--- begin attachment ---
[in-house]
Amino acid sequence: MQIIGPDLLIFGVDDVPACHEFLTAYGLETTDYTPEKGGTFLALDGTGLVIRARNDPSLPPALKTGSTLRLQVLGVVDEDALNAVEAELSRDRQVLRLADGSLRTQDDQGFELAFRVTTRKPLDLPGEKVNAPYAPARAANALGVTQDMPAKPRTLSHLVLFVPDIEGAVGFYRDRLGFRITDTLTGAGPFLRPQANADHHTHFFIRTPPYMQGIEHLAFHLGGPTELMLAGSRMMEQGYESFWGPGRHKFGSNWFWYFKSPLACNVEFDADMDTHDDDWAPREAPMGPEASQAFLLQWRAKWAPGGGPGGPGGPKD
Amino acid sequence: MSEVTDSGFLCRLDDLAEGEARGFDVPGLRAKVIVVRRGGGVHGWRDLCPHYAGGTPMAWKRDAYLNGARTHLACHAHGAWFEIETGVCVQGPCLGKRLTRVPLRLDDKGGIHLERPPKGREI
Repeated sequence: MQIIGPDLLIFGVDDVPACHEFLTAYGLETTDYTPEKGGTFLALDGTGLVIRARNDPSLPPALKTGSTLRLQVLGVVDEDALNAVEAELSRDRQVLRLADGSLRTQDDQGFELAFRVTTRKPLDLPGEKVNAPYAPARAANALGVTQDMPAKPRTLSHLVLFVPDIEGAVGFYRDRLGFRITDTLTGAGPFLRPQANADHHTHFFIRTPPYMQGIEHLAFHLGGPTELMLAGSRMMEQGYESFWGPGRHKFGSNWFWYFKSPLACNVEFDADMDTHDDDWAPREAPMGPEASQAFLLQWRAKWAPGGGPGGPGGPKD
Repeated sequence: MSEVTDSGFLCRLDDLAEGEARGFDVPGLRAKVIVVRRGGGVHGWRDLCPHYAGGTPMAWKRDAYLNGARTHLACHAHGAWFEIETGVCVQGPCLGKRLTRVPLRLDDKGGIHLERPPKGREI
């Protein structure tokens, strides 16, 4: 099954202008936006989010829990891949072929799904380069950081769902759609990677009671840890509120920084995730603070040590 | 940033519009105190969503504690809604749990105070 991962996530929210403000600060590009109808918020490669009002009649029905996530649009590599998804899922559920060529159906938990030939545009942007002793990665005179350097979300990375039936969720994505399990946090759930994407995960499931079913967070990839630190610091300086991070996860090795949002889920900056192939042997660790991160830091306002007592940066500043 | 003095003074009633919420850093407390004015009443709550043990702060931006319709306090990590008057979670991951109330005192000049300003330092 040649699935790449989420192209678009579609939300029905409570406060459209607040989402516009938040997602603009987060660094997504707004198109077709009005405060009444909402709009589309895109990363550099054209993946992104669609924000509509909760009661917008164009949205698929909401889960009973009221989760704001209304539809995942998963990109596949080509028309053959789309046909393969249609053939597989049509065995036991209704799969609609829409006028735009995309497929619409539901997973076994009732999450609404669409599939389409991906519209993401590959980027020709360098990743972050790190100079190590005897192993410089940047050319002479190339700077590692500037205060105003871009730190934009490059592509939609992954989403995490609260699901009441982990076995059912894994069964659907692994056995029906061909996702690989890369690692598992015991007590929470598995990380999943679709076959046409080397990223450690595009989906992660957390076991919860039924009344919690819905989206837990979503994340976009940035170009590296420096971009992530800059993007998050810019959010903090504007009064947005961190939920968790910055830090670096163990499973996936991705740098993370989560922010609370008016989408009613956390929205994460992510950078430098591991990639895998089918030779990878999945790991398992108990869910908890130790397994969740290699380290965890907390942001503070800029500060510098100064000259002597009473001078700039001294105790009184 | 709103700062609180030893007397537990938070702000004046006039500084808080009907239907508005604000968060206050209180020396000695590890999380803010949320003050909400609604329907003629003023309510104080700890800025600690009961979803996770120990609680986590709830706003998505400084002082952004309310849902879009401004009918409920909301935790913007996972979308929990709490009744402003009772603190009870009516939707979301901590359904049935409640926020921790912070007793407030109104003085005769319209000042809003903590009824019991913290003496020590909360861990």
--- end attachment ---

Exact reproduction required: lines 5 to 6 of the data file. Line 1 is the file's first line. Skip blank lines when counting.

Repeated sequence: MSEVTDSGFLCRLDDLAEGEARGFDVPGLRAKVIVVRRGGGVHGWRDLCPHYAGGTPMAWKRDAYLNGARTHLACHAHGAWFEIETGVCVQGPCLGKRLTRVPLRLDDKGGIHLERPPKGREI
């Protein structure tokens, strides 16, 4: 099954202008936006989010829990891949072929799904380069950081769902759609990677009671840890509120920084995730603070040590 | 940033519009105190969503504690809604749990105070 991962996530929210403000600060590009109808918020490669009002009649029905996530649009590599998804899922559920060529159906938990030939545009942007002793990665005179350097979300990375039936969720994505399990946090759930994407995960499931079913967070990839630190610091300086991070996860090795949002889920900056192939042997660790991160830091306002007592940066500043 | 003095003074009633919420850093407390004015009443709550043990702060931006319709306090990590008057979670991951109330005192000049300003330092 040649699935790449989420192209678009579609939300029905409570406060459209607040989402516009938040997602603009987060660094997504707004198109077709009005405060009444909402709009589309895109990363550099054209993946992104669609924000509509909760009661917008164009949205698929909401889960009973009221989760704001209304539809995942998963990109596949080509028309053959789309046909393969249609053939597989049509065995036991209704799969609609829409006028735009995309497929619409539901997973076994009732999450609404669409599939389409991906519209993401590959980027020709360098990743972050790190100079190590005897192993410089940047050319002479190339700077590692500037205060105003871009730190934009490059592509939609992954989403995490609260699901009441982990076995059912894994069964659907692994056995029906061909996702690989890369690692598992015991007590929470598995990380999943679709076959046409080397990223450690595009989906992660957390076991919860039924009344919690819905989206837990979503994340976009940035170009590296420096971009992530800059993007998050810019959010903090504007009064947005961190939920968790910055830090670096163990499973996936991705740098993370989560922010609370008016989408009613956390929205994460992510950078430098591991990639895998089918030779990878999945790991398992108990869910908890130790397994969740290699380290965890907390942001503070800029500060510098100064000259002597009473001078700039001294105790009184 | 709103700062609180030893007397537990938070702000004046006039500084808080009907239907508005604000968060206050209180020396000695590890999380803010949320003050909400609604329907003629003023309510104080700890800025600690009961979803996770120990609680986590709830706003998505400084002082952004309310849902879009401004009918409920909301935790913007996972979308929990709490009744402003009772603190009870009516939707979301901590359904049935409640926020921790912070007793407030109104003085005769319209000042809003903590009824019991913290003496020590909360861990």